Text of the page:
Uplift Logo

How does a martyr ask for help? She doesn’t.

Caregivers should realize that there’s a whole network of people willing to help them.

Back to my status as martyr. For some history on this, read my first blog post, Top 3 reasons why I’m a martyr…not a caregiver. In dealing with cancer in my family, these unexpected people began to pop up in my life in roles I never would’ve assigned to them. Some people I knew well, but there were some people I didn’t know at all.

Since I’m not casserole caregiver, nor would I ever confess to being underwater or failing in this role, I had to rely on the small miracles of people who stepped in. As a classic martyr, I suffered in silence and squashed all emotion surrounding the situation. I call this the “fine” syndrome.

As in: How is everything going? How are you doing?…Fine, fine.

However, lucky for me, there were those who broke through the martyr wall with inexplicable acts of caring.

Miracle 1:

One was a colleague of my mother’s named Mary. I might have met her before, but I don’t recall it. She swooped in and rescued me from the documentation nightmare that is employment law and insurance. She filed and brought me step by step through the securing of my mother’s retirement and FMLA. She navigated the insurance battles for us and eliminated any financial trouble by dealing with which provider one could select and what was covered.

Miracle 2:

My best friend Kris began coming over to my parent’s house during the long hours of care. She would rub my mom’s feet and legs, talk with her, my father and me. These bi-weekly visits weren’t requested, they were asserted. She gave us the gift of additional patience and caring when we had used all of ours up. Like me, she was 26—but she was pregnant.

Miracle 3:

This one came from all sides. It was my father’s and mother’s family, our neighbors and friends, who would stop over and force my father out of the house, or take care of some inconsequential chore that needed attending, or just listen without fear. It got the lawn mowed, the groceries purchased, and the endless medicine mother needed from the pharmacy. Since she was bed-ridden, we needed to be there at all times.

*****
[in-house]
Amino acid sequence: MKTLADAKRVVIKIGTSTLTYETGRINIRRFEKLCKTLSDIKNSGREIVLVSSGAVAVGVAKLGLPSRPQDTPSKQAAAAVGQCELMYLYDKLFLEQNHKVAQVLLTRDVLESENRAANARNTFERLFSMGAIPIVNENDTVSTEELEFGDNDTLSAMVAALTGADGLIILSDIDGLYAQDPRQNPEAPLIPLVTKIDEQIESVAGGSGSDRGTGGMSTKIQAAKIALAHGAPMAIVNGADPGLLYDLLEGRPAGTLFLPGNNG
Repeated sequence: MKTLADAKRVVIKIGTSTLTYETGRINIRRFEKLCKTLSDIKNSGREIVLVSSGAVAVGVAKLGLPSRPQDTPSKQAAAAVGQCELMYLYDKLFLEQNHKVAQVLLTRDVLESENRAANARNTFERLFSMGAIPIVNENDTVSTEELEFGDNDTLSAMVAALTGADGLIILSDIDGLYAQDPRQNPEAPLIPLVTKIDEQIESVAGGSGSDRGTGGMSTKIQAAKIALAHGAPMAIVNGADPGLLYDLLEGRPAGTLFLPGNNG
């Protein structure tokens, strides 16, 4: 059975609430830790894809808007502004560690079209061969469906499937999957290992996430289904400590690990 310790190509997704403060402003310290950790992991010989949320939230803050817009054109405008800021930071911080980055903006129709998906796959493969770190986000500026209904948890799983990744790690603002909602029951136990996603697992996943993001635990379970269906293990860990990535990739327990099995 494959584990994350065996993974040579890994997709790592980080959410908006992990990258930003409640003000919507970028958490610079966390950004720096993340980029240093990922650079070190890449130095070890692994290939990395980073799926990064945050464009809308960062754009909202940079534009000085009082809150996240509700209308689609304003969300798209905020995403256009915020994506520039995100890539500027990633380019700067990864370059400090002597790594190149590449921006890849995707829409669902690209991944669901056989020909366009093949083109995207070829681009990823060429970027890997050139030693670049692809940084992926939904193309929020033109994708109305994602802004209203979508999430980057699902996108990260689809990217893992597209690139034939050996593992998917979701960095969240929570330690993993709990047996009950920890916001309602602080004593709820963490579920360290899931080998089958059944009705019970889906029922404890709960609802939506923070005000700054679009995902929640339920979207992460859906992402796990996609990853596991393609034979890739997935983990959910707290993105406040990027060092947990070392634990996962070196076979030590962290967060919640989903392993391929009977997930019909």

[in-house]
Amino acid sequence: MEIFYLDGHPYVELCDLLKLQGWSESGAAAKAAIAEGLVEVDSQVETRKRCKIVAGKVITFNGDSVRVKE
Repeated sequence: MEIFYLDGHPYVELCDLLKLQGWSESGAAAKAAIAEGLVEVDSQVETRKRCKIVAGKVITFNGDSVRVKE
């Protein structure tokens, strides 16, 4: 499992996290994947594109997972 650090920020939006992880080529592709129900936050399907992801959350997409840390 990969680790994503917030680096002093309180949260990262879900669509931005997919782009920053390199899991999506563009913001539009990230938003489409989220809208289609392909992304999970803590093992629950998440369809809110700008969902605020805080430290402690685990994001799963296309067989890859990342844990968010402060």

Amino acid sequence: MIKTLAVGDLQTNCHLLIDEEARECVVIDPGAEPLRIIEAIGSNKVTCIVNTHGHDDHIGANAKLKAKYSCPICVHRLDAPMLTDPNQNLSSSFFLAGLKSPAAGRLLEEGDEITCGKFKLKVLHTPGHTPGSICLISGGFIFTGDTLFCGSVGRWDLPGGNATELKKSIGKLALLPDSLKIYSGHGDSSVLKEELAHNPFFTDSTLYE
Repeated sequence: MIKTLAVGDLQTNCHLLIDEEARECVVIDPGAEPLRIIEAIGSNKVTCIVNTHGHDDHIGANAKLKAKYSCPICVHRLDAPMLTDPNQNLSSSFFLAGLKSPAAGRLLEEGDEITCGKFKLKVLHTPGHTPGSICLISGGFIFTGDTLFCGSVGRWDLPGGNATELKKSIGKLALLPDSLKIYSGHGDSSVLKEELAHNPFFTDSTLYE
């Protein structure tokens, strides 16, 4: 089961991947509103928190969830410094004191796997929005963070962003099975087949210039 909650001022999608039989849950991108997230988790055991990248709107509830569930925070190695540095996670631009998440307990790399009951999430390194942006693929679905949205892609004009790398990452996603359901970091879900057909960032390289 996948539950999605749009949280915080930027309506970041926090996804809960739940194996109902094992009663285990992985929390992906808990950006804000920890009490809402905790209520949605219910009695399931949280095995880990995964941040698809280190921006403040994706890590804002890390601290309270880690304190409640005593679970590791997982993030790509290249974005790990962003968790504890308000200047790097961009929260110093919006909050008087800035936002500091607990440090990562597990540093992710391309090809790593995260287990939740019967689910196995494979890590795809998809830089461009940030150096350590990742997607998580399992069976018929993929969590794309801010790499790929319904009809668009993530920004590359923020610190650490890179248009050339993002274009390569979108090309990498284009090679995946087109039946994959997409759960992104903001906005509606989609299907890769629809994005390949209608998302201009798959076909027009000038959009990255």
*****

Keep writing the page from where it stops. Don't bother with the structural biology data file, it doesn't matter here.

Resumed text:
These people and their actions penetrated the fog and made something unbearable at least seem possible. When I meet or find others labeled as caregiver, I do only one thing—look for and take that action that will alleviate some small measure of stress in their situation.

I don’t ask to step in. I just do it.

I do it because I know all good martyrs suffer in silence. And because I know they don’t even know what to ask for when I say, “How can I help?”

Who were the miracle people who made a difference in your life? Celebrate them!

About the Author:

Melissa Bear is a Community and Engagement Marketing Manager with CaringBridge. She is a mom with two under five, one a little diva and the other managing ADHD. She is dedicated to making the world a better place. Topics close to her heart: health support management, early childhood education, and caregiver stress.

Comments

Comments are closed for this post.

4 Replies

  • By Karin Gelschus

    I was on the other end of the caregiving experience when I got lupus at 23. My mom helped me with everything – laundry, dishes, cooking, errands. She never asked for help and certainly never said a word. It can be hard to “delegate” during a strenuous time, so it was our friends and family who jumped in without asking that were our miracles.

  • By Sally Daly

    My husband battled a brain tumor when he was twenty two. He did chemo and radiation the next year, and I was right along side him for all of it. I became a caregiver, but I never would have labeled myself as such.

    This fall, when unbeknownst to us his tumor returned, I slipped into being a serious caregiver. Again, I didn’t even notice. This was just the way things were. I took care of him and me without breaking a sweat.

    When I became his widow this spring, everything changed. All of a sudden, I couldn’t focus long enough to take care of me. When you’re in a situation like that, everyone becomes your caregiver. I think I may not have eaten had my dad not put dinner on the table. I would have gone without shampoo had my friends not taken me shopping.

    When you can’t think of ANYTHING, it is amazing to have those miracle people in your life that will just help you without being asked, and without looking for anything in return.

  • By Patricia Schneider

    I just read Melissa Bear’s article, ‘How does a martyr ask for help? She doesn’t.’ Oh, could I relate to what she wrote! When my hubby & I were caring for both our Moms years ago, I, too, felt like a ‘martyr.’ Unfortunately, most family members lived in other states, so they couldn’t help on hand. But, all DID turn out surprisingly well.
    May the Good Lord bless all Caregivers!

  • By Saulo

    LillieDecember 9, 2009I fit. I was going to say I never cared for a child with special needs but I guess I did, I risaed my stepdaughter from age 6 to 18 who was bipolar and now that I think about it, she required a ton of attention. Although she could take care of herself, life was a constant battle. With my dad, who was Parkinsons and Dementia, he had to be watched around the clock. So, I’m gonna say I think it evens out. I don’t think one requires more than the other, it just depends on the situation.